TN 21 (03-92)
SI 00820.535 Blind Work Expenses (BWE)
Social Security Act – Sections 1611 and 1612(b)
20 CFR 416.1112
BWE represent any earned income of a blind person which is used to meet any expenses reasonably attributable to earning the income.
1. Eligibility requirements
BWE are deducted from earned income if the blind person:
2. Application of exclusion
The BWE exclusion applies only to earned income. BWE in excess of the earned income an individual receives during the month are never deducted from unearned income.
The BWE exclusion is applied to earned income immediately after applying:
any portion of the general income exclusion which has not been deducted from unearned income; and
all other earned income exclusion except the exclusion of income used to fulfill an approved plan for achieving self-support (PASS).
NOTE: BWEs are an exclusion to earned income, not a deduction. To input BWE exclusions in MSSICS, enter a (Y) to the question “Do you have any work expenses” on the INEQ screen. The expenses are input on the IBIE screen. (Do not code BWE exclusions on the IWAG screen under deductions.)
MSOM INTRANETSSI 014.032
3. Deductible items
Except for items in 4. below, the cost of any work-related item paid by a blind person may be deducted as BWE, regardless of:
A blind individual may claim the amount withheld for Federal, State, and local income taxes, and Social Security and Medicare taxes even though other factors may affect his or her tax liability (e.g., number of dependents, business loss, etc.).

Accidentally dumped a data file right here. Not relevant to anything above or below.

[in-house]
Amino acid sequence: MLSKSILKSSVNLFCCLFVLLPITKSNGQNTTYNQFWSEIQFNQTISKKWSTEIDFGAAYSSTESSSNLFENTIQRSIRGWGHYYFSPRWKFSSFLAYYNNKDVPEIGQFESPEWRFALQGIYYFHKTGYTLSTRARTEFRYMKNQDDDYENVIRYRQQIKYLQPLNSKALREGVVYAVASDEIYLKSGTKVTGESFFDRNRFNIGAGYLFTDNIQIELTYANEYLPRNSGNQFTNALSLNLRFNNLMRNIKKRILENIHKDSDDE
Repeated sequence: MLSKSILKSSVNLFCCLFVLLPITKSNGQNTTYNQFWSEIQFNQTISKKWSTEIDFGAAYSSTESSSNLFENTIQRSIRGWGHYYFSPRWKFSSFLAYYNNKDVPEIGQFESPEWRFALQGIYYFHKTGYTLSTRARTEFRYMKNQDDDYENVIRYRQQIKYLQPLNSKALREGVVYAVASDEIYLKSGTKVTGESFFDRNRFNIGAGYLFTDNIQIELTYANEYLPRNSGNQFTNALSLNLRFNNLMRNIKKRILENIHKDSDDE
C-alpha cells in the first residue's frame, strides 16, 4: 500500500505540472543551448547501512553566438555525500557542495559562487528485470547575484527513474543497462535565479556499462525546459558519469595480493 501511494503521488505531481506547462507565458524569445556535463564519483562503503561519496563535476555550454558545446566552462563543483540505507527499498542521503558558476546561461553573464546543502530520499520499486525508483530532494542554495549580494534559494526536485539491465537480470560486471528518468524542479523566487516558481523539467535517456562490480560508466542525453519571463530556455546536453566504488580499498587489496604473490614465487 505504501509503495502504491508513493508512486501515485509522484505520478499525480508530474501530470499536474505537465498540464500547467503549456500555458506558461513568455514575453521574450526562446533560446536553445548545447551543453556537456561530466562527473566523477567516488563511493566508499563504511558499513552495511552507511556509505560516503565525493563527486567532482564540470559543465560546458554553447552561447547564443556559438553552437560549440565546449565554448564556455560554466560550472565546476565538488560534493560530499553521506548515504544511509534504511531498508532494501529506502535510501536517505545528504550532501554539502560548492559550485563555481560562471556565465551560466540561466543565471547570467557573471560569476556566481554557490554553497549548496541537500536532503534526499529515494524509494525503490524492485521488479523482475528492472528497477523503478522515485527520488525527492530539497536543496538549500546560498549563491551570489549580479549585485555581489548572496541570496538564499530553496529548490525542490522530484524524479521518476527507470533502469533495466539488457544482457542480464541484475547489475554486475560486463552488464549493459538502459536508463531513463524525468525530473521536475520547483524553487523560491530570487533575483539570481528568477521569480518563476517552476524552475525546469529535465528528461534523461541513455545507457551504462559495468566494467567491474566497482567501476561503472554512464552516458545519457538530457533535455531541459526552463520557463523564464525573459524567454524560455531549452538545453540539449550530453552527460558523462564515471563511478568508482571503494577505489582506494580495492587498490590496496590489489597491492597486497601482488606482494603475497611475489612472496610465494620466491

Examples of items which may be deductible as BWE are identified in SI 00820.555.
4. Nondeductible items
The following items cannot be deducted from earned income as BWE:
Expenses deducted under other provisions (e.g., PASS)
Expenses which will be reimbursed
Life maintenance expenses. Although not all inclusive, life maintenance items include the following:
meals consumed outside of work hours;
self-care items (including items of cosmetic rather than work-related nature);
general educational development;
savings plans (e.g., Individual Retirement Accounts (IRA'S) or voluntary pensions);
life and health insurance premiums
Items furnished by others that are needed in order to work (the value of such items is not income)
Expenses claimed on a self-employment tax return (see SI 00820.545B.1. for further discussion regarding this issue)
EXAMPLE: Mrs. Terry Peters, a blind individual, works as a typist. A community organization bought her a special typewriter that she needed to perform satisfactorily on the job. The value of the typewriter is not income to Mrs. Peters, nor is it deducted as a BWE since she did not pay for it.